The original church was organized in 1752 and the first meeting house was built in 1754, however, it burnt down in 1802.  The present building was erected shortly after. The symmetrical details, along with the center and corner pilasters, double hung windows, clapboard siding and louvered shutters suggests the building to be in the Federal style. The fact that there is little elaborate details, as found in some federal styles, is most likely due to lack of building funds.  The facade hasn't changed much in all these years, judging from the old photo below that I found on the churches website.

 The clock tower was built in 1810 and underwent some renovations in 2001 and is still functioning today. I like the pillar details of the three tiered tower. And, yes the clock reads the correct time!

The large stone slab steps make a fabulous entrance detail, with their clay color and massive size. There is no indication, in the research I did, to say whether they are original to the site or quarried locally.  I believe they are due to the aged appearance.  The iron railings however are definitely not original and added after safety and building codes were developed.

Unique details surround the entry doors.

Although they are not original,  I do love the lamp posts flanking the front steps of the church.  An early photo of the congregation on the front steps of the church shows the lamp posts are in the original location.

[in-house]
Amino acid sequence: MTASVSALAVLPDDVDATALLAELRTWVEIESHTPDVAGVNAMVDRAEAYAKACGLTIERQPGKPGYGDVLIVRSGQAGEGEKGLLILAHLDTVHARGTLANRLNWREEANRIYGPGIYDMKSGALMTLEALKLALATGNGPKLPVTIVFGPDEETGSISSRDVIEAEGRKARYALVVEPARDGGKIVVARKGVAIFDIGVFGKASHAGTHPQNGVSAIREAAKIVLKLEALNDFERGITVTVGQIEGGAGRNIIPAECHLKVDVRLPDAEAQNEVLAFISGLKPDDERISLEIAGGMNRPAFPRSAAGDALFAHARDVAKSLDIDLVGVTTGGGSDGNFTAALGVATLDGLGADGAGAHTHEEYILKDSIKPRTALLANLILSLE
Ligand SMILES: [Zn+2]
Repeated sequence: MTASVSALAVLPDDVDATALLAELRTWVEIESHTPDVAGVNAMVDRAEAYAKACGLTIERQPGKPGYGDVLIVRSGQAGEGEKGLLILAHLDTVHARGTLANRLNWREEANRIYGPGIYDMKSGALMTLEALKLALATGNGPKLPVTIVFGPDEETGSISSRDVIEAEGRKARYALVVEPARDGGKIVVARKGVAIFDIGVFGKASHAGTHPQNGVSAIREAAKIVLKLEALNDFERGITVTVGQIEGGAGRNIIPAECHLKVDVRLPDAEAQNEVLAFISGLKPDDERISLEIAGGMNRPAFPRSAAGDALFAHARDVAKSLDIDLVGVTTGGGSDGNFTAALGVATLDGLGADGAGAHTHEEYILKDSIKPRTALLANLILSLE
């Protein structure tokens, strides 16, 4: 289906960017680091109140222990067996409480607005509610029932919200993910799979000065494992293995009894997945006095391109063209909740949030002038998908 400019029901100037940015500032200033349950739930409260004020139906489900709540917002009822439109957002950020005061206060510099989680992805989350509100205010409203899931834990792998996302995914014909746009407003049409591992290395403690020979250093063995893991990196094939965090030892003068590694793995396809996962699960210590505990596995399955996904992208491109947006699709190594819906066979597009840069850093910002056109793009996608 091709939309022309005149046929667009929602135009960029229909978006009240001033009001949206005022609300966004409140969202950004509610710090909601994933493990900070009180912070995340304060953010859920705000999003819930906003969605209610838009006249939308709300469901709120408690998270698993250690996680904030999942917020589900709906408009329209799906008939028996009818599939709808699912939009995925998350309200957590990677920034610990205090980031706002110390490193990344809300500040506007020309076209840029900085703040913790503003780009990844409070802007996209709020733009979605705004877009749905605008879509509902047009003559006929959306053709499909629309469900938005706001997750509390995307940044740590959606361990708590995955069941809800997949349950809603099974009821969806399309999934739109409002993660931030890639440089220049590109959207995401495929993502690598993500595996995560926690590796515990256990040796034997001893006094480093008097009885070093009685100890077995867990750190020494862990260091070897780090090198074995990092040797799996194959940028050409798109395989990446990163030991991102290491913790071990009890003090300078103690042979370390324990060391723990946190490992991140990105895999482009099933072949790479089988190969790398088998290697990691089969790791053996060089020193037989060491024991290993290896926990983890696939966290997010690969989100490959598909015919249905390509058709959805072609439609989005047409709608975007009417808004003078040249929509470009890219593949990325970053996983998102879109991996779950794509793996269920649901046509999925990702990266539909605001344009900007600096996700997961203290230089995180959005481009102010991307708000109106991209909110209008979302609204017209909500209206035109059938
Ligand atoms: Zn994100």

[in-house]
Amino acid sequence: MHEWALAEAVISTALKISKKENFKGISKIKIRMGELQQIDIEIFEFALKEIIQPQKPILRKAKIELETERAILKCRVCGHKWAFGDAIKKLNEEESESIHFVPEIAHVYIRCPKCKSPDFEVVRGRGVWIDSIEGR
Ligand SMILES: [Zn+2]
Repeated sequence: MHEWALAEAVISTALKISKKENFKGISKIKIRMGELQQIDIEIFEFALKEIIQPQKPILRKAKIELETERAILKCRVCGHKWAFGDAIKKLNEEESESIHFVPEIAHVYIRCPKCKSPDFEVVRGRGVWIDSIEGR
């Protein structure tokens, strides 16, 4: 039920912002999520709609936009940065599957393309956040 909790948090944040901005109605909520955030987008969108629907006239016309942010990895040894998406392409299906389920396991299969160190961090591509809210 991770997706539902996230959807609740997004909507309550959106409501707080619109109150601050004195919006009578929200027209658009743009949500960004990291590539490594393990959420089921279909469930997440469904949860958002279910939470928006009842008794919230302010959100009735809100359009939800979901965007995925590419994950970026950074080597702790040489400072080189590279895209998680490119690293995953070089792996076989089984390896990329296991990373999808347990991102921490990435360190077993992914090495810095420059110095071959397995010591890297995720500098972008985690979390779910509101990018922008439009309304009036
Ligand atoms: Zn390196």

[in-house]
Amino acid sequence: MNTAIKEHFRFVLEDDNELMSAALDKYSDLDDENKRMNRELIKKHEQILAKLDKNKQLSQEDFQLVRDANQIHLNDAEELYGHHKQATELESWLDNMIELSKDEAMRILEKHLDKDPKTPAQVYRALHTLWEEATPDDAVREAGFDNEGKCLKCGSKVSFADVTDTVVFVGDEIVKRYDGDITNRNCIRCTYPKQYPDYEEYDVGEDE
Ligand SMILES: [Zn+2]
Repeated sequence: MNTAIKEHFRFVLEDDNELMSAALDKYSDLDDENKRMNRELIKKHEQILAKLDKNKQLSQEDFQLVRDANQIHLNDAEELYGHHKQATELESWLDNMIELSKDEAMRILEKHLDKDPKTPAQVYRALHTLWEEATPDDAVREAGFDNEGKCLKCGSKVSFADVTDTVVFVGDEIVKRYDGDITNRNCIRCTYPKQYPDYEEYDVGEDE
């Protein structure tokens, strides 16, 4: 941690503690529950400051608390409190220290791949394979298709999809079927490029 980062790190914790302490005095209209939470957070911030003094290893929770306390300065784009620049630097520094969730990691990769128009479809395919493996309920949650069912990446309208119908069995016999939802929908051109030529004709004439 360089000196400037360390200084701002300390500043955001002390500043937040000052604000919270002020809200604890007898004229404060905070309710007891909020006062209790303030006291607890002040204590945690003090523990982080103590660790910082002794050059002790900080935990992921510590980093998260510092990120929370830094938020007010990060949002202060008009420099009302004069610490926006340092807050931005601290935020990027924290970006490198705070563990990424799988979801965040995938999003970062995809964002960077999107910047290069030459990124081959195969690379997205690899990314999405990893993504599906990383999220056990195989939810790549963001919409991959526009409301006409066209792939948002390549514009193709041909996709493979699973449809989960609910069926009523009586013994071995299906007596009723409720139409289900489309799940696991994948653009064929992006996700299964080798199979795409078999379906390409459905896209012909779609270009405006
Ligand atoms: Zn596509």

Even though it was an overcast fall day, the ride out to this quiet part of the state was an enjoyable one indeed!  I hope you liked the photos and my commentary about this hidden gem!  Please stop by again as I write about the churches I find in my travels.  If you know of any additional information about this church, or live in the community, I'd love to hear from you!  You can also visit the "Churces Across The Miles"facebook page to share photos of churches you've found in your travels.

Along with this blog, I also write a design blog where I share insights and information about interior design, gardening and all things beautiful!  Please visit!

Thanks for stopping by today!


Friday, June 12, 2015

Off  The Beaten Path….

It was a very long winter here, but as spring leads into summer, I hope to capture many more photos of historic and beautiful churches!